Attending classes is an integral part of being a college student, but sometimes the most important lessons are learned outside of the classroom. The University of Connecticut Rainbow Center’s lecture series “Out to Lunch” gives students and community members a chance to learn about historical and contemporary issues of the LGBTQIA+ community.
The series takes place every Wednesday in the Rainbow Center from 12 p.m. to 1:30 p.m. for the remainder of the semester, but will take place on Thursdays at the same time for the 2018-2019 academic year.
“Out to Lunch” hosts a number of speakers every semester who address issues related to the LGBTQIA+ community. According to Timothy Bussey, the manager of “Out to Lunch,” speakers are carefully chosen after they assess which topics would be relevant and engaging to UConn’s broader LGBTQIA+ community.
“After considering topics of relevance to our community, we then identify speakers from other institutions and non-profit organizations, and we examine their ability to relay important and timely information about LGBTQIA+ topics to our students,” Bussey said. “The roster is consistently evolving to meet the needs of our diverse campus community.”
William Malave worked alongside Bussey in selecting the speakers for the lecture series. According to Malave, there was a great amount of care and consideration put into each selection. Bussey and Malave were tasked with finding 13 different speakers for the 13 dates of the lecture series. Malave and Bussey are constantly on the lookout for possible speakers, who they often procure from universities and colleges in the New York City metro area and southern New England.
“I typically opt for 13 differing topics from a long list of general themes, such as transgender, bisexuality, intersections of identity, economics, history, healthcare, etc,” Malave said. “There are also special dates or concepts that I like to plan for, such as Suicide Prevention and Awareness Week in September and Native American Awareness month in November. This allows for a uniqueness to each semester.”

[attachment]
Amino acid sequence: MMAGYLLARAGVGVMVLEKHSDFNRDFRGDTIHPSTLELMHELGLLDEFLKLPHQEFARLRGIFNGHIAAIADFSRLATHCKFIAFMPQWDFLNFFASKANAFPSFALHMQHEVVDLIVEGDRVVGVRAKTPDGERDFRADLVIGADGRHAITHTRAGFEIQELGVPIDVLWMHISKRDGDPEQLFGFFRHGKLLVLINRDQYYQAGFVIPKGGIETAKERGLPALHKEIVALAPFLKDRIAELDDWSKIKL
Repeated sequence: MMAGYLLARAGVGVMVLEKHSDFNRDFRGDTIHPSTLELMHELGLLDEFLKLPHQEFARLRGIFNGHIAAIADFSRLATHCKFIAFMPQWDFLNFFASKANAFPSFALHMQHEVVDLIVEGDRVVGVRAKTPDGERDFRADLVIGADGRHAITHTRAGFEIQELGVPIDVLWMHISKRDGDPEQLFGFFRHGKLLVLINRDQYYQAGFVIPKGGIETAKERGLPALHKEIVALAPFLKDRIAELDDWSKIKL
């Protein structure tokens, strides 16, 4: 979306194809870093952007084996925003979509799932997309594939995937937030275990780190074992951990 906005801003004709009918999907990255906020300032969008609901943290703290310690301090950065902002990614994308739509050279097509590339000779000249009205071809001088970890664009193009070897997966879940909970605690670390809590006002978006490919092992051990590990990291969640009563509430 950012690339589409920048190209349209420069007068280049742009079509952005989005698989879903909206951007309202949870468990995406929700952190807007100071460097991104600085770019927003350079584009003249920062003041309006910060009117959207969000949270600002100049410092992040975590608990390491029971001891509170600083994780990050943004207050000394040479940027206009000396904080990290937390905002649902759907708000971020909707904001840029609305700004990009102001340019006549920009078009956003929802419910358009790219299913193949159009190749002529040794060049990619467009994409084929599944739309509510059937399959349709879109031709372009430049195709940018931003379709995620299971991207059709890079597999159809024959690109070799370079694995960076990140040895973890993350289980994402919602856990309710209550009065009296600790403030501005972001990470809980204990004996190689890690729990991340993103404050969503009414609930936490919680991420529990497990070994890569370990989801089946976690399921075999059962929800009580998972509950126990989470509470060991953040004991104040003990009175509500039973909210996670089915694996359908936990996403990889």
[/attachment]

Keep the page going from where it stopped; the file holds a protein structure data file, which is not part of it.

The “Out to Lunch” lecture series is open to everyone, so all who are interested in learning about LGBTQIA+ history and current events are encouraged to attend. There is even a 3-credit course—UNIV 2500: Gender, Sexuality and Community—that is associated with the “Out to Lunch” series for students who would like to get a deeper understanding of LGBTQIA+ issues.
Bussey believes that events like the “Out to Lunch” series are a great way for people to learn about LGBTQIA+ issues in a supportive and inclusive environment.
“The series offers a number of educational and enrichment opportunities, which I think are valuable for ensuring a diverse and inclusive campus community,” Bussey said. “Spaces and programs like the Rainbow Center’s OTL lecture series also create space for cross-cultural communication and community building to occur.”
Events like the Rainbow Center’s “Out to Lunch” aim to create a more accepting and inclusive campus environment. In an increasingly diverse campus community, it is important for people to be given the chance to discuss LGBTQIA+ issues in a supportive environment.
Whether someone decides to attend every lecture or just one, Malave and Bussey are confident that the “Out to Lunch” series will have a positive impact on the campus community.
“I hope that folks will gain a greater knowledge and appreciation of each unique person in our community, and ultimately a greater self-awareness,” Malave said.
Lauren Brown is a staff writer for The Daily Campus. She can be reached via email at email@example.com.